The 2014 version of The God Game begins, appropriately enough, with a tease. An attractive blonde stands in an oval office, slowly stripping as a handsome salt-and-pepper-haired man sits in his upholstered, high-back executive chair typing on the laptop resting on his wood executive desk. They tease, she smolders, and he looks on half-guiltily in his appreciation. By the time she saunters to him and bestrides her colossus, nearly tipping the chair ass-over-teakettle, the last thing I expected to hear next was “Happy anniversary, Dear.” Divorce rates will plummet if this catches on.
Before much can happen between the two to push the play to an “R” rating, his laptop plays the “You’ve got mail” sound, and he is deep into a meeting. She stands, gathers her clothes, and pouts that he promised to go to church with her Sunday. Garish, loud elevator music punctuates the end of the scene.
The teasing opening sets up the dynamics of The God Game, and highlights what the play is at its core: the story of two unicorns. Tom (Laurence Lau), the handsome salt-and-pepper-haired senator from Virginia with his own oval office, is that rarest of all creatures, a Republican, pro-gay-rights, pro-environment, climate-change-believing, non-God believing politician who really does love his wife as passionately as he loves his country. Tom’s an intellectual who quotes Thomas Jefferson and Richard Nixon with as believable ease as I would Beatles’ lyrics. Tom is the Grand Old Party’s answer to John Kennedy without the serial adultery, or Mitt Romney with a soul not despoiled by the phoniness spawned from the loins of big-money corporations’ inbred corruption. Tom is an ideal in tailored slacks.
Lisa (lovely Yvonne Perry), the come-hither wife, strips as well as she quotes scriptures, and she’s an ardent believer in both. She jousts with her husband, arouses him, challenges him, and then prays for him. “We live in a world full of phonies and chickenshits,” she states. Her faith is as thoughtful as it is true. A Christian able to love God, her husband, and her fellow humans equally is as rare as a unicorn—especially in depiction onstage. Tom says, “She is so self-righteous, and I mean that in a good way,” and he does, and it is.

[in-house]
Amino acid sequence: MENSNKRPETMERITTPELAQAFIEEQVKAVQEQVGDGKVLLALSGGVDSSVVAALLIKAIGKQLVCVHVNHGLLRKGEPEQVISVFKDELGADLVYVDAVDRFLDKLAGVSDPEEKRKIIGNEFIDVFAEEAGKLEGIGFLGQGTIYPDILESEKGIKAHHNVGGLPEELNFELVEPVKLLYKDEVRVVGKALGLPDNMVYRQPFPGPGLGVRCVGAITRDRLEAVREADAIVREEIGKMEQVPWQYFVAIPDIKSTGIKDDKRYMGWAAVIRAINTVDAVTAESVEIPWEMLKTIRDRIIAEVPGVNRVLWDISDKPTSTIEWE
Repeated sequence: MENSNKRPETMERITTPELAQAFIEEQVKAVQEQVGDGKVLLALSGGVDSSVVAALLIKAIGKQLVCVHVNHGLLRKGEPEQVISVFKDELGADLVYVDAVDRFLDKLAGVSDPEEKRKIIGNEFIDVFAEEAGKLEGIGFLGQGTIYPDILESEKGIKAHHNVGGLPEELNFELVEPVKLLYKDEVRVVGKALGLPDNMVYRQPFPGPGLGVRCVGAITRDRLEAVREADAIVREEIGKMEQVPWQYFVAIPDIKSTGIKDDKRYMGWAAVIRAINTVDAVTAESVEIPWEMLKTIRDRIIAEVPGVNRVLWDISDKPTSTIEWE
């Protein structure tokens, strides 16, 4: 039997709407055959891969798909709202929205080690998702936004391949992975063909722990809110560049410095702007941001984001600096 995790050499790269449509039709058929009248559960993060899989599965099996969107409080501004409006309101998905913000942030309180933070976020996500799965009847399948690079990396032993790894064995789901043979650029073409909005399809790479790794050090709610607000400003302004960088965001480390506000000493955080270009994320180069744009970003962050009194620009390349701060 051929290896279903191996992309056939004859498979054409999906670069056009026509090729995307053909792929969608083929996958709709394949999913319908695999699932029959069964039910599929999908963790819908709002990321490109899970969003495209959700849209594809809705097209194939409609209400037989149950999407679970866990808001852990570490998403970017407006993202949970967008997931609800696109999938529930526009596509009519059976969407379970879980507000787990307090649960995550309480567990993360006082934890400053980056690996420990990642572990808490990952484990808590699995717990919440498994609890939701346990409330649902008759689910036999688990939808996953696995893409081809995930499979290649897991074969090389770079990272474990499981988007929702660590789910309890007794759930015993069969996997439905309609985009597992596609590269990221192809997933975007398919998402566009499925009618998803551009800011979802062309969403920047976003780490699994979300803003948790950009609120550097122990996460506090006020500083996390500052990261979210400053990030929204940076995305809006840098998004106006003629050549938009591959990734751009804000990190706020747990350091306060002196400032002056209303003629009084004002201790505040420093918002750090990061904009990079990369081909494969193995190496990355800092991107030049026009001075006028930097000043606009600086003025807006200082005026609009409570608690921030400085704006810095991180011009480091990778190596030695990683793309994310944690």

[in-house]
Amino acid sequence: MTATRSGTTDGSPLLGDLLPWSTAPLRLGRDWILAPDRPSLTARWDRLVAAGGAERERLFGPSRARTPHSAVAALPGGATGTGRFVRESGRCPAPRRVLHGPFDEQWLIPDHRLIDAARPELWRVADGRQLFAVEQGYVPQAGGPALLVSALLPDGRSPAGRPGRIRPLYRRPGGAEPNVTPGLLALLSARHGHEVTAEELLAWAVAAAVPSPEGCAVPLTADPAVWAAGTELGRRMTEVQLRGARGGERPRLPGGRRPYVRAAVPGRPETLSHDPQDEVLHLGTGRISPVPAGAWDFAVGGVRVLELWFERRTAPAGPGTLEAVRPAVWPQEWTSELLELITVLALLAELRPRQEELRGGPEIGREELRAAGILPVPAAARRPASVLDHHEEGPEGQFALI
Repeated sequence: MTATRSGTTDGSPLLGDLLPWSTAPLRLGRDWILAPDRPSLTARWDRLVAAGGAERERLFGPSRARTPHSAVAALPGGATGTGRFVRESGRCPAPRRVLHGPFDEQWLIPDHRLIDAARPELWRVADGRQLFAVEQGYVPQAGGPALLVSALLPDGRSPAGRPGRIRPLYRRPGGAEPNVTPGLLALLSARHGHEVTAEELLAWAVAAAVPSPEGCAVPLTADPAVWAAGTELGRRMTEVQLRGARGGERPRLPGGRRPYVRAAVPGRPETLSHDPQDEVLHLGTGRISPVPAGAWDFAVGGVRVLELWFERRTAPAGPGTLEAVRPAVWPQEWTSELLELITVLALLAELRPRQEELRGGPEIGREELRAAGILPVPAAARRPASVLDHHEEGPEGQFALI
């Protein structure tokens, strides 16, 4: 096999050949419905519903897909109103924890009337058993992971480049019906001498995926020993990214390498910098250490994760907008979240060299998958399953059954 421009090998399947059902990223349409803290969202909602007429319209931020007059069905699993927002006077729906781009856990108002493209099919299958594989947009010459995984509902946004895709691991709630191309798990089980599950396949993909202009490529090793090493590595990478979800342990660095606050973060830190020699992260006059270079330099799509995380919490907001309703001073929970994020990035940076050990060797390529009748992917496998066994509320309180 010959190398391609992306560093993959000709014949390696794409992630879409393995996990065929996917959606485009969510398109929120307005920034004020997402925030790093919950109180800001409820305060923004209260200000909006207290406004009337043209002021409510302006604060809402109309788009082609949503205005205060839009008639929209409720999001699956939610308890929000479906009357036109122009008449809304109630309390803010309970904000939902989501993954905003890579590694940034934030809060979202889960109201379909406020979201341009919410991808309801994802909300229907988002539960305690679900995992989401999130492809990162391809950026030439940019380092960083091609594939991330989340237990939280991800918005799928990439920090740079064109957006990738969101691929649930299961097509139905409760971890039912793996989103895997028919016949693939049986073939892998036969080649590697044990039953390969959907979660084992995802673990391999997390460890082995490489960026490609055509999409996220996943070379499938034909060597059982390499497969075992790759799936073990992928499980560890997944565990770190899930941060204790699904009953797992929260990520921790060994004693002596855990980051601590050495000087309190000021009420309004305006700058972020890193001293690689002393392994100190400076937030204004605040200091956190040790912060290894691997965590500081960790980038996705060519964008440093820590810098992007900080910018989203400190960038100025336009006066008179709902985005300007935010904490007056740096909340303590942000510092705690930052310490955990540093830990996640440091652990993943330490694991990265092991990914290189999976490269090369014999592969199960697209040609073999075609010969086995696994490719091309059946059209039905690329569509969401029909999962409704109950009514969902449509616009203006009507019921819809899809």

So when two unicorns mate, is it farfetched to think that the White House be far behind?
Suzanne Bradbeer’s crisp new play, The God Game, plays with myths, dares to challenge a modern audience to believe that a politician can have a soul, except he does not believe in God. It’s a polemic that believably earns laughs even as it challenges what we’ve seen Christians devolve to. At least in The God Game, there’s one Christian left who puts Jesus and his teachings before Christ and his sufferings.
So when estranged old college friend Matthew (Jeffrey Binder) pays an unannounced visit, he has more than “happy anniversary” on his mind; as the chief political consultant for the latest Republican homophobe presidential candidate, who better to balance the ticket than the brilliant Virginian senator with a gay brother and a brilliant but righteously sexy wife? The kicker arrives when Tom comes out of the closet about his nonbelief. Lisa sums up the polemic surrounding Tom: “Better to have affairs, lie about your military service, send pictures of your penis around town than not believe in God.”
The God Game’s foundation is the believability of its acting trio; the laughs, tears, and fireworks come not just from the text, but from how sincere, earnest, afraid, and joyful the three appear. Portraying unicorns and those sad people who promote politicians who denigrate their promoters (Matthew is a “Log Cabin Republican,” a gay man championing those who would deny his rights) is no easy act, but Binder, Perry, and Lau create a rainbow prism through which to see our politics.
Capital Rep’s 2012 Next Act stage reading of The God Game happened four days before that year’s presidential election; the emotions generated swelled in my reaction to The God Game and its selection as one of the 10 best productions of the year. “Timely” was too timid to describe the effect, but “tepid” is more than adequate to sum up the stage reading’s last moment. Two years of work later, the 2014 ending galvanizes. It’s got a Mr. Smith Goes to Washington earnestness that even a jaded, dyed-in-his-red-wool-union-suit-left-of-Jesus Democrat theater critic got misty-eyed over. Playwright Bradbeer makes a final appeal to the better angels in our nature, and even if the panderers in the news media don’t reflect those angels, I believe in Tom’s appeal to not politicize God, and I have faith in Lisa to keep Tom true as she smiles in beatific splendor as the applause begins. May The God Game be the start of a beautiful election year, or at least a reminder of what politicians can be, with a little help from their creators.